Blues in commerce was a work in progress throughout the 2020-2021 school year. Everett & Katie started the administrative work back in the fall months of 2020. This included meeting with the Rotman Commerce Student Life Department, who walked them through the process of setting up a community. With lots of positive feedback, the team started reaching out to student athletes during November, and the club was up and fully running for its trial period by January 2021. This was when Blues in commerce had its first initial meeting with its wider community members.

Finding Members to Join Your Club

It’s always important to know your target market. In Everett’s case, Blues in Commerce had a very niche category. Knowing the community was tailored to varsity athletes in the commerce program made the search for community members much easier.

To find community members, Everett and the Blues in Commerce Executives reached out to each of the varsity athletes in the commerce program via Facebook Messenger and LinkedIn. Katie & Everett were able to look through each sports teams’ roster, and were able to compile a list of all the people they could reach out to.

“There was so much positive feedback and support when we started reaching out. So many athletes replied saying they wished this community had existed earlier when they were in first year. We were unsure how things would unfold with attendance for our events during COVID, but our first meeting in January successfully had around 20-30 varsity athletes show up.”

“The idea of Blues in Commerce extends beyond current UofT students. We realized this community could be marketed to incoming athletes in the Rotman Commerce program. For student athletes coming into two tough programs, Blues in Commerce is a hand to hold and help you through it.”

Creating an Administrative Team for your Club

Student groups are far from a one-man show. Everett explained how amazing his Executive team has been in the process of co-founding Blues in Commerce.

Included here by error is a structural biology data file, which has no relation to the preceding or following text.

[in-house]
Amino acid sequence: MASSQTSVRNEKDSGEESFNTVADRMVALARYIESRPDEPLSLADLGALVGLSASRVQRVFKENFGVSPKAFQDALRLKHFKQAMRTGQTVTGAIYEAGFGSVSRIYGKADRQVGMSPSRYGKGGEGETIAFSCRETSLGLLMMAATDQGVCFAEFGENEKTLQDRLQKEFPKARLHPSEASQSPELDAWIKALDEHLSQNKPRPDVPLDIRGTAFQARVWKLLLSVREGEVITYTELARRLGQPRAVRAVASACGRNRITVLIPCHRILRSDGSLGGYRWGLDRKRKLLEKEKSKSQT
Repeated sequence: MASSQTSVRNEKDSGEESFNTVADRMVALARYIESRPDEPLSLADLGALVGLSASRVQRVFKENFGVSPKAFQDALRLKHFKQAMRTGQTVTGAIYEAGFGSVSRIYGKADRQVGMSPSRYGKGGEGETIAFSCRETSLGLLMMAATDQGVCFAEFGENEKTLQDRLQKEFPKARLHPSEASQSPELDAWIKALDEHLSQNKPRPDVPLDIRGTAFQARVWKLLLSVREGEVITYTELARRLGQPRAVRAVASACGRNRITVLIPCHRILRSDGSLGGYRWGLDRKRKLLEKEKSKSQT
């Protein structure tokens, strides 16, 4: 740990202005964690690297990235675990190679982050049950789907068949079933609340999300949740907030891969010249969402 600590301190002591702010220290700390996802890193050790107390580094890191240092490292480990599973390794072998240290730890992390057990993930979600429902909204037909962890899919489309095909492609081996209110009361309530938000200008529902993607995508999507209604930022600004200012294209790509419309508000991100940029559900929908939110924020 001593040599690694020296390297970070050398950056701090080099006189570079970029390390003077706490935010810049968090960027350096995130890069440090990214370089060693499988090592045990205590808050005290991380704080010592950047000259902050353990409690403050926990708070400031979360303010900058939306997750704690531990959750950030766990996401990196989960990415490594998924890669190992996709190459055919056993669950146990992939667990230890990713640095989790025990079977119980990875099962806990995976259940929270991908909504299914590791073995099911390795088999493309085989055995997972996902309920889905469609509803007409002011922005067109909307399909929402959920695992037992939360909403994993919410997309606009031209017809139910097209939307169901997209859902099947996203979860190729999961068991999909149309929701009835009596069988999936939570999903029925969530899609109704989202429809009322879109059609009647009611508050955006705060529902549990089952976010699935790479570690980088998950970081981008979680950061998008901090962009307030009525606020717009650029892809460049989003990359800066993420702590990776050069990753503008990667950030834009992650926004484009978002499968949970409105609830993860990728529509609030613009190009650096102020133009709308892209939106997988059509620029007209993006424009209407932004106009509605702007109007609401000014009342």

“Blues in Commerce has 5 leadership positions that are relatively permanent. These 5 members make up the executive team. One member is in charge of administrative matters, including communications with Rotman’s faculty. There is also corporate relations, marketing & social media, event planning, and tutoring/internal development. In the fall of 2021, we will be looking to expand this executive team, opening up a few new positions to take on next year’s initiatives.”

How to Start a Club – The Challenges

“Finding the time to actually start a club is one of the hardest things. For anyone considering starting a club or community, make sure you don’t bite off more than you can chew! Although things went smoothly with our pilot project, it admittedly can be very stressful when you first get started. Trying to plan events for a community of 40-50 people can be overwhelming at first. Don’t be scared to ask for help!”

How has Social Media Played a Role in Your Club?

“Social Media has become a huge part of our presence as a community – especially with COVID-19. Reaching out through Facebook Messenger and LinkedIn allowed us to connect with potential members of the Blues in Commerce community.”

“Other than an email list, posting through instagram was our main method of communication with people in the community. We have used zoom, instagram, LinkedIn, and Facebook to grow our presence within Rotman. Social media has truly been an integral part of growing Blues in Commerce and communicating with our members.”

Advice for People Who Want to Start Club?

“If you have an idea, be confident with it! Don’t doubt yourself or your idea.At first I had worries in the back of my head that people might not be interested in the community. Reaching out to 40-50 people can be pretty daunting when you think about it. However, if you really believe in your idea, and have that confidence in yourself, other people will will see that and will want to follow you.”

“Not to be cliché by quoting nike, but if you want to start your own club, just do it. If you are confident enough in your idea, people will be interested in what you have to say. Believe your ideas are worthy of other people’s time. You’ve got this!”

“The ability to help other people is so valuable to me. I would have appreciated this help when I was in first year. Being able to set people on track and give back to the community is something really special to me. Being able to provide value to others is very rewarding, and I hope others feel the same way in starting their own community”

Closing Thoughts

Starting a student club could be your next opportunity to create something great. Thank you again to Everett for sharing his insights about starting Blues in Commerce. We both hope his words will provide some value to those interested in starting a student community or club.

Thank you again for taking the time to read. If you have an idea, be confident in yourself. If you have the belief, other people will follow you. Even if it takes time, it’s always worth it.

Karley